One of our oldest and most cherished principles is that punishing innocent people is to be avoided at all costs. (Blackstone said that ‘it is better that ten guilty persons escape than that one innocent suffer’. Benjamin Franklin raised that from ten to a hundred.) And yet, in the last few months, punishing the innocent has become one of the main activities of government at all levels.
But wait — surely making people stay home, and preventing them from operating their businesses, isn’t punishment. It’s just, you know… precaution. Being careful. Protecting public health. Right?
House arrest has been a form of punishment since before Galileo was forced to stay home after being convicted of heresy — from 1633 until his death in 1642.
Earlier this year, Solomon Stinson of Florida was sentenced to two years of house arrest after being convicted of three counts of aggravated assault with a deadly weapon.
So please, don’t tell me that being forced to stay home isn’t a punishment. It’s one of the ways we punish convicted felons.
What about not being able to work? Remember Michael Milken? He was permanently barred from the securities industry by the Securities and Exchange Commission after being convicted of violating federal finance laws. The same sort of thing has happened to a lot of less famous financiers and financial advisors (like Lester Burroughs, just a month ago), who are not allowed to work in their professions as punishment for their crimes. And similarly in other professions.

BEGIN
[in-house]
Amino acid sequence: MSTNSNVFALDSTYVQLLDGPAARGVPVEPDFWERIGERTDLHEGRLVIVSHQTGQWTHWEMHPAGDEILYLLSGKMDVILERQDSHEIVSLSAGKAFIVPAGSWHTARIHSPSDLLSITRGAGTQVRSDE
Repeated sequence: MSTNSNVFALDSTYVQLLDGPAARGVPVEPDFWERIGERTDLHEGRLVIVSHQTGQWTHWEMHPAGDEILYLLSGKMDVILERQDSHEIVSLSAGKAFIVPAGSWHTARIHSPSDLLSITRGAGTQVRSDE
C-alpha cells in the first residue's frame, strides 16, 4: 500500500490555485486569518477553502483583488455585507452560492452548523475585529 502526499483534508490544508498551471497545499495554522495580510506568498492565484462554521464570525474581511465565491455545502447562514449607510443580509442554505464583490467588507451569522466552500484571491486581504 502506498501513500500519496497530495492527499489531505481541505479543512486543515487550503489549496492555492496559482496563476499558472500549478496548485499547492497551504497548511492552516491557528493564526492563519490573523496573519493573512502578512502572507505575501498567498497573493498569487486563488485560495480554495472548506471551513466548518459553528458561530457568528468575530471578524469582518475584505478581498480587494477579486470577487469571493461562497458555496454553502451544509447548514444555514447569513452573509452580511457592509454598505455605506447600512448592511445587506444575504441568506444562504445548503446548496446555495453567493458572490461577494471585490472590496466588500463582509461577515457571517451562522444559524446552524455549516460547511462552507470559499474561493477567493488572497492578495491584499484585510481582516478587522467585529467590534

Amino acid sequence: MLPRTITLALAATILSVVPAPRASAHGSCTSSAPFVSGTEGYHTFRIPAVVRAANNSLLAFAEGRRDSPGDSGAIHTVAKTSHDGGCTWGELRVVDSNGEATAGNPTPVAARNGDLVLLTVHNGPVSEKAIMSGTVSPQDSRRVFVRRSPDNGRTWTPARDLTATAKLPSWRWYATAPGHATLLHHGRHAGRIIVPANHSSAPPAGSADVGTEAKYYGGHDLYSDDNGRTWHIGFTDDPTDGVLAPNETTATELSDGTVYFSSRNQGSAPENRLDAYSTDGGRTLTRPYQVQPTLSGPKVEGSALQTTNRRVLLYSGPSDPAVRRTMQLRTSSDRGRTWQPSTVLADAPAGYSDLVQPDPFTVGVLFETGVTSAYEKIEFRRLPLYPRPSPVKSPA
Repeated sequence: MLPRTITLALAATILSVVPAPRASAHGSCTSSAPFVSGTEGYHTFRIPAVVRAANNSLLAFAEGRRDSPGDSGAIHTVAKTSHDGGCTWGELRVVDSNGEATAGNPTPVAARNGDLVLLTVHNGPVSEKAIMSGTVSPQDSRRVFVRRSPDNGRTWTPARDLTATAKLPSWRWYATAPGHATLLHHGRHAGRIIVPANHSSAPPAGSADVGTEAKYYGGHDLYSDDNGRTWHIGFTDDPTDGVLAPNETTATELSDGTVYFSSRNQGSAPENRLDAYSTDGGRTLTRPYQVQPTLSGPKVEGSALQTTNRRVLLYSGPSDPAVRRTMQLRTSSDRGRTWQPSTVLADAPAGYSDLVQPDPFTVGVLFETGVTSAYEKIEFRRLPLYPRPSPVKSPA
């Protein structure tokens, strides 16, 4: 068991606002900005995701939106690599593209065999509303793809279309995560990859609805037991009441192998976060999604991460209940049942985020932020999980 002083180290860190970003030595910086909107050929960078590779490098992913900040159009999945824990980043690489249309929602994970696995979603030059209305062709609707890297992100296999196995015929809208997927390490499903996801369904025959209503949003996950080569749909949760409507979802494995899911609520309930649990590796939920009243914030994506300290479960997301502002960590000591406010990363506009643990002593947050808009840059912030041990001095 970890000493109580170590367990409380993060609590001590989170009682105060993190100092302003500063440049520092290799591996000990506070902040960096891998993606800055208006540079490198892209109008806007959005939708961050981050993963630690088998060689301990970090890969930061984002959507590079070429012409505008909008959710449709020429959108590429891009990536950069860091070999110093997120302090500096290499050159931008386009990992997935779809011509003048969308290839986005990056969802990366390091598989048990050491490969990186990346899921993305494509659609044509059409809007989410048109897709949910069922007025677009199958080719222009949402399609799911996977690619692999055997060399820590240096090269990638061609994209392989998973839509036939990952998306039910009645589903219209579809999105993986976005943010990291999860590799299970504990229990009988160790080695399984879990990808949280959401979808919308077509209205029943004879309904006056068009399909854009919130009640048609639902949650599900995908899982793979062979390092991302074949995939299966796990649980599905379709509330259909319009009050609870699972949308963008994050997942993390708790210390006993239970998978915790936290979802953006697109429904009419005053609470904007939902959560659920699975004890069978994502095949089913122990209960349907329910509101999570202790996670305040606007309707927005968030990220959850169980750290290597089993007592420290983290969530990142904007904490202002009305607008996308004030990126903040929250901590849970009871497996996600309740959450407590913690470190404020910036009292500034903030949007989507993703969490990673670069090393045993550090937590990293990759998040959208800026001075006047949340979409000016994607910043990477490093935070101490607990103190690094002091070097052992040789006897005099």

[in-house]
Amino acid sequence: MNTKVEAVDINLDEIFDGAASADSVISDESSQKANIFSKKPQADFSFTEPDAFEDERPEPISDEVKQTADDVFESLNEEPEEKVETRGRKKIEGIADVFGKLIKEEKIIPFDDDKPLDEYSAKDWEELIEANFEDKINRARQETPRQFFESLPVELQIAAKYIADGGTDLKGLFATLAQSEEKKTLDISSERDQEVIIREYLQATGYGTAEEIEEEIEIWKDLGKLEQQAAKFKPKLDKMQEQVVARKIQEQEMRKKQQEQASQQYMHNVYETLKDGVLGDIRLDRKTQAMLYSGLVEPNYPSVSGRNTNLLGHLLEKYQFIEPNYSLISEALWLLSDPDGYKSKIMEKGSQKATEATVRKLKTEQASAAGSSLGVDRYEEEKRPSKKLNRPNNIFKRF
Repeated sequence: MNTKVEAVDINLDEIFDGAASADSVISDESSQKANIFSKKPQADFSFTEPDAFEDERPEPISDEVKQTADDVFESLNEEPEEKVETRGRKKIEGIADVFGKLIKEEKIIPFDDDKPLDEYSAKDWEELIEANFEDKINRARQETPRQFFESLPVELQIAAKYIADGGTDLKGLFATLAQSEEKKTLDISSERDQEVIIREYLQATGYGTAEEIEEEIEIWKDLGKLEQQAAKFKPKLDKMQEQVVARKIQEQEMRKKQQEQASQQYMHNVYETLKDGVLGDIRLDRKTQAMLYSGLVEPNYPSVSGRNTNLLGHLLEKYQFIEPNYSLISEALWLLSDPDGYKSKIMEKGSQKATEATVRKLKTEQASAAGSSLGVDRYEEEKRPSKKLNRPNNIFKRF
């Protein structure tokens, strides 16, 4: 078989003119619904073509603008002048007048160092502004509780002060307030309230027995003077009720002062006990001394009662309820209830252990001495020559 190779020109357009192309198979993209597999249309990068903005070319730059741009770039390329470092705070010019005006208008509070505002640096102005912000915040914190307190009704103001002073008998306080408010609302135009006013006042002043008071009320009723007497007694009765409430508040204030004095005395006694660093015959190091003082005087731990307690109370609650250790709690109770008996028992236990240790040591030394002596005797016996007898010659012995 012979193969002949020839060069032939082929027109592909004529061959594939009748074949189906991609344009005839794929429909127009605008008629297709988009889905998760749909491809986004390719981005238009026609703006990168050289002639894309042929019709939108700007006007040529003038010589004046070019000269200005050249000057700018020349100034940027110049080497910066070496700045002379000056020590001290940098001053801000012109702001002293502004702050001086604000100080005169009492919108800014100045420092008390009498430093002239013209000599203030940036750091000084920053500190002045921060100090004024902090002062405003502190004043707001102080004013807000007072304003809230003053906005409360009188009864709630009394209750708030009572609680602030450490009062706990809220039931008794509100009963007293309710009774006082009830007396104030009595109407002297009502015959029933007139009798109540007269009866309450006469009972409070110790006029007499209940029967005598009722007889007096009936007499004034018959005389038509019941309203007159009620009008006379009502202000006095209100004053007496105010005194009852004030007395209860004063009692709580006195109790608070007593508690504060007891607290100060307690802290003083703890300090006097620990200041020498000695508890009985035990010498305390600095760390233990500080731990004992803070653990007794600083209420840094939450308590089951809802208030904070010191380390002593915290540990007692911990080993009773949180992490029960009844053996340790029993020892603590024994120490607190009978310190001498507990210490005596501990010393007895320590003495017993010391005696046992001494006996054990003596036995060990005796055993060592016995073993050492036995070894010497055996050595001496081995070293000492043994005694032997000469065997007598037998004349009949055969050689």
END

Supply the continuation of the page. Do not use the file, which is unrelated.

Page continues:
So please, don’t tell me that being forbidden to work at your chosen career isn’t a punishment. It’s one of the ways we punish convicted felons.
Looking ahead, note that some states require convicted sex offenders to wear GPS-enabled ankle bracelets so their locations can be tracked at all times, in case they get too close to someone they shouldn’t. That doesn’t sound a lot different than the contact-tracing apps that are about to become standard features on all new phones, does it?
So please, don’t tell me that having your movements traced 24/7 isn’t a punishment. It’s one of the ways we punish convicted felons.
What people either don’t realize, or don’t want to admit, is that when His Excellency said that ‘public health trumps everything’, he was including our 500-year tradition of rejecting the punishment of persons who haven’t been convicted, let alone accused, of any wrongdoing.
About the only thing I can think of that is sadder than this is the eagerness with which so many people in New Hampshire welcomed it.